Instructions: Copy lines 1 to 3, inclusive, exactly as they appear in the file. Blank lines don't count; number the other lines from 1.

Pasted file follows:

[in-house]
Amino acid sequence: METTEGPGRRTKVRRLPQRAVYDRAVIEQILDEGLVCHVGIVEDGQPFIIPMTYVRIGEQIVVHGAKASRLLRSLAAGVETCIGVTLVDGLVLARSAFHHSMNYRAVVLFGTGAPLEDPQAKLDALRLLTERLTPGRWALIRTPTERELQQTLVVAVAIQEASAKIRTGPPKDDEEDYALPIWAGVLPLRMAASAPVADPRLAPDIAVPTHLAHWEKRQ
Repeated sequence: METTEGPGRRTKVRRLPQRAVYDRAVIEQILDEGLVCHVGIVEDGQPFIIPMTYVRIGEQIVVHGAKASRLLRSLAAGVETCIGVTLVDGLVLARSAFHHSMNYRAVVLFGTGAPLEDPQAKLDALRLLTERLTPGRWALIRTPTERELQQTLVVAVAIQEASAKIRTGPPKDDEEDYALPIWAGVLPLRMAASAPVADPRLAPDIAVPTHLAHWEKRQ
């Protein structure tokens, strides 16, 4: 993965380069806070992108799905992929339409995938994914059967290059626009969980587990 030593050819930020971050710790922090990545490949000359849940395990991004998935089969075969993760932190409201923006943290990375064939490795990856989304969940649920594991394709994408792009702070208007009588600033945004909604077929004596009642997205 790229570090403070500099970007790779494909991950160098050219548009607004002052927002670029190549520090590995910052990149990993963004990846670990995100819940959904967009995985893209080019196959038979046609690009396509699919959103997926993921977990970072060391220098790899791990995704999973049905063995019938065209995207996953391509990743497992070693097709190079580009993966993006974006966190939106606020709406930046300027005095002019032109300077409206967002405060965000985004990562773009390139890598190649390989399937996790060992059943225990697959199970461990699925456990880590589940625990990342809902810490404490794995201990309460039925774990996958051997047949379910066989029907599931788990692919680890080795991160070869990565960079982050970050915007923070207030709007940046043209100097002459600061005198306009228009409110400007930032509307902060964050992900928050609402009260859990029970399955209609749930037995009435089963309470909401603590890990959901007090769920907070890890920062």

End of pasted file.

[in-house]
Amino acid sequence: METTEGPGRRTKVRRLPQRAVYDRAVIEQILDEGLVCHVGIVEDGQPFIIPMTYVRIGEQIVVHGAKASRLLRSLAAGVETCIGVTLVDGLVLARSAFHHSMNYRAVVLFGTGAPLEDPQAKLDALRLLTERLTPGRWALIRTPTERELQQTLVVAVAIQEASAKIRTGPPKDDEEDYALPIWAGVLPLRMAASAPVADPRLAPDIAVPTHLAHWEKRQ
Repeated sequence: METTEGPGRRTKVRRLPQRAVYDRAVIEQILDEGLVCHVGIVEDGQPFIIPMTYVRIGEQIVVHGAKASRLLRSLAAGVETCIGVTLVDGLVLARSAFHHSMNYRAVVLFGTGAPLEDPQAKLDALRLLTERLTPGRWALIRTPTERELQQTLVVAVAIQEASAKIRTGPPKDDEEDYALPIWAGVLPLRMAASAPVADPRLAPDIAVPTHLAHWEKRQ